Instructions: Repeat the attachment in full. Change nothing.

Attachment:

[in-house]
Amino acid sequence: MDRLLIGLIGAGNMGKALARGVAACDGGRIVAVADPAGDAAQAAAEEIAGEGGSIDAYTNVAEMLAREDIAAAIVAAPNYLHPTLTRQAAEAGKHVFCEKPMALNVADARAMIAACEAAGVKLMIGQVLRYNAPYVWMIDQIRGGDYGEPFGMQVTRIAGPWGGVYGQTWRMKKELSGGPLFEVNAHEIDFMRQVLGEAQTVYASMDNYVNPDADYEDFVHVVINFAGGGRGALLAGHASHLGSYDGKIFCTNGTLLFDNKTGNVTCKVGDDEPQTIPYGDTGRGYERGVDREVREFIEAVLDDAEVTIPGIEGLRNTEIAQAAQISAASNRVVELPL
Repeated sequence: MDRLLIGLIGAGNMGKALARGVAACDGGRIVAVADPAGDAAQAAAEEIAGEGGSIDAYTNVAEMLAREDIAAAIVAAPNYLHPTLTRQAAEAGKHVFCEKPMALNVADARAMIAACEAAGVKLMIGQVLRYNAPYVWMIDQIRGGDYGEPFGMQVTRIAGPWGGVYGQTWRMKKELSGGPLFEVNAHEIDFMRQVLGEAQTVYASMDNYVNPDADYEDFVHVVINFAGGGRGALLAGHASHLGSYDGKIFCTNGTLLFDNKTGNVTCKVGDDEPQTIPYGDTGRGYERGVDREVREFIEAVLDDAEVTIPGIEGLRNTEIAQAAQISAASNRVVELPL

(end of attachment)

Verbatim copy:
[in-house]
Amino acid sequence: MDRLLIGLIGAGNMGKALARGVAACDGGRIVAVADPAGDAAQAAAEEIAGEGGSIDAYTNVAEMLAREDIAAAIVAAPNYLHPTLTRQAAEAGKHVFCEKPMALNVADARAMIAACEAAGVKLMIGQVLRYNAPYVWMIDQIRGGDYGEPFGMQVTRIAGPWGGVYGQTWRMKKELSGGPLFEVNAHEIDFMRQVLGEAQTVYASMDNYVNPDADYEDFVHVVINFAGGGRGALLAGHASHLGSYDGKIFCTNGTLLFDNKTGNVTCKVGDDEPQTIPYGDTGRGYERGVDREVREFIEAVLDDAEVTIPGIEGLRNTEIAQAAQISAASNRVVELPL
Repeated sequence: MDRLLIGLIGAGNMGKALARGVAACDGGRIVAVADPAGDAAQAAAEEIAGEGGSIDAYTNVAEMLAREDIAAAIVAAPNYLHPTLTRQAAEAGKHVFCEKPMALNVADARAMIAACEAAGVKLMIGQVLRYNAPYVWMIDQIRGGDYGEPFGMQVTRIAGPWGGVYGQTWRMKKELSGGPLFEVNAHEIDFMRQVLGEAQTVYASMDNYVNPDADYEDFVHVVINFAGGGRGALLAGHASHLGSYDGKIFCTNGTLLFDNKTGNVTCKVGDDEPQTIPYGDTGRGYERGVDREVREFIEAVLDDAEVTIPGIEGLRNTEIAQAAQISAASNRVVELPL